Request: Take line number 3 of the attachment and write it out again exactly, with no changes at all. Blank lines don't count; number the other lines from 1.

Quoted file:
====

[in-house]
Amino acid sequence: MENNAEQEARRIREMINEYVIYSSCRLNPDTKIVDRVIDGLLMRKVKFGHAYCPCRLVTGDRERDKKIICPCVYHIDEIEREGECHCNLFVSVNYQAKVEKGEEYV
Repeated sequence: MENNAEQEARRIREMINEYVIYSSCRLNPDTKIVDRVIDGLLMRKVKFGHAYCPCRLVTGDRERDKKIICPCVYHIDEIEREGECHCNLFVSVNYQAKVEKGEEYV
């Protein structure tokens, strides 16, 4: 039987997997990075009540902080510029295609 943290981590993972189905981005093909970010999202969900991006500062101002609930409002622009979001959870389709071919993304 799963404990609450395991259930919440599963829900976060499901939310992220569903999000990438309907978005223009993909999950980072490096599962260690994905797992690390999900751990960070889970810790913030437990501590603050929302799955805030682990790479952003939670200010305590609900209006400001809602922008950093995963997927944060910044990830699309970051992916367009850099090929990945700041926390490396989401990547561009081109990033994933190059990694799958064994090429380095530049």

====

Repeated sequence: MENNAEQEARRIREMINEYVIYSSCRLNPDTKIVDRVIDGLLMRKVKFGHAYCPCRLVTGDRERDKKIICPCVYHIDEIEREGECHCNLFVSVNYQAKVEKGEEYV